Aleksander Solzhenitsyn has a number of things to say about patriotism, in the light of prior discussions, e.g., with Mr Schraub, I thought it might be interesting to highlight a few of his points.
- Jason Kuznicki at Positive Liberty a short time ago, wondered at the “strange trajectory” of the word patriotism. He notes that there has been a movement away from older notions of patriotism to one indicating approval of a particular regime. Mr Solzhenitsyn on the other hand (as quoted by Mahoney):
Patriotism is a constant reminder of the sacral dimension of any civic community, however secular in inspiration. Even today, many ordinary citizens of the Western democracies remain old-fashioned patriots. The instinctively reject the abstract “constitutional patriotism” put forward by intellectuals like Jurgen Habermas, who reduce national loyalty to the acceptance of procedural political forms.
- I think it likely that noting the distaste liberals have for patriotism, that they are the ones more likely to be thinking (wrongly) that patriotism is loyalty to political forms and not “sacral dimensions of the civic community”.
- Now, my argument/discussion with Mr Schraub was over statements of patriotism, especially on national holidays like Memorial Day and Independence day. Mr Schraub is, in my opinion, to conscious of another emphasis Solzhenitsyn has to make regarding patriotism, that being repentence. Sozhenitsyn is very conscious of the notion of a national, communal need for penitence for wrongs done … and he’s also clear that all nations have such a need.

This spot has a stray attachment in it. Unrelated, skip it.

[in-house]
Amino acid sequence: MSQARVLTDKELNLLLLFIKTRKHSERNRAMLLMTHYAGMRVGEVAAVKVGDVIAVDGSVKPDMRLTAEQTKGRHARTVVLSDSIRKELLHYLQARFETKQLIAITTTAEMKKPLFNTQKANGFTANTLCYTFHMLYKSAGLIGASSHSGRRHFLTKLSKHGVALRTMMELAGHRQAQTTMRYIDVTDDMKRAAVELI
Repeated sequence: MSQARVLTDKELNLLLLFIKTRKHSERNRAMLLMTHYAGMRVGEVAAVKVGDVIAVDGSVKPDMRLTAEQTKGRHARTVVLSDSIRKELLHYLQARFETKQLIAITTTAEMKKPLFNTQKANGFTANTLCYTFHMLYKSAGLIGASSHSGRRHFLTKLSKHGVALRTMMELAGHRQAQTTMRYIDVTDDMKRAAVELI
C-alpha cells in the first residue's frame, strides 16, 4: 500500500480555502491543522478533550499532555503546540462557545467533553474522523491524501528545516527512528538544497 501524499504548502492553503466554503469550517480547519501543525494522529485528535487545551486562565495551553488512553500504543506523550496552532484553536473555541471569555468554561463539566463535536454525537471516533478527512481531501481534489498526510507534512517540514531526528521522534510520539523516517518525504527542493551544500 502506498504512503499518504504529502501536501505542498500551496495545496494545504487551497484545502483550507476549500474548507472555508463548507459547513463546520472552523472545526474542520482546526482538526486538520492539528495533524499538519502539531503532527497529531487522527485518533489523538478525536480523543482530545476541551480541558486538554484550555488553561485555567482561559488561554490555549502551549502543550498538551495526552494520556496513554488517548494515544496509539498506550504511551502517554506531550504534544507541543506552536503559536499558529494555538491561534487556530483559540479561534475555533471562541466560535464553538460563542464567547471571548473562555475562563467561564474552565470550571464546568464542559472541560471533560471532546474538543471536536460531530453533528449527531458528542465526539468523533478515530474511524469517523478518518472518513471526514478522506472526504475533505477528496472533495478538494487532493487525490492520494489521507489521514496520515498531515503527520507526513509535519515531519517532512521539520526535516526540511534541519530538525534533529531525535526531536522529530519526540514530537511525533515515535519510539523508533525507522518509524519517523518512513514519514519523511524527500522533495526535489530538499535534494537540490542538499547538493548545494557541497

- National repentance and self-limitation is an important facet of Solzhenitsyn’s political argument. Indeed repentance is an emotional quality which Solzhenitsyn finds very important. Solzhenitsyn says of repentance, that is a uniquely human emotion and stresses it’s importance for individuals as well as nations.
- As far as refusing to ever express unabashed patriotism, as Mr Schraub claims he must do, while I think such sentiments are necessary, I don’t think they need to flavor all national events and days. In fact, I think going that far is an error. Taking the analogy with the very penitential nature of the Eastern Orthodox church, a penitential attitude and repentance flavors most of the year. However, it is set aside for the Paschal celebration, indeed for the 5 weeks of Pascha, prostration and kneeling is forbidden. There is a time for repentence. But it is not … all the time.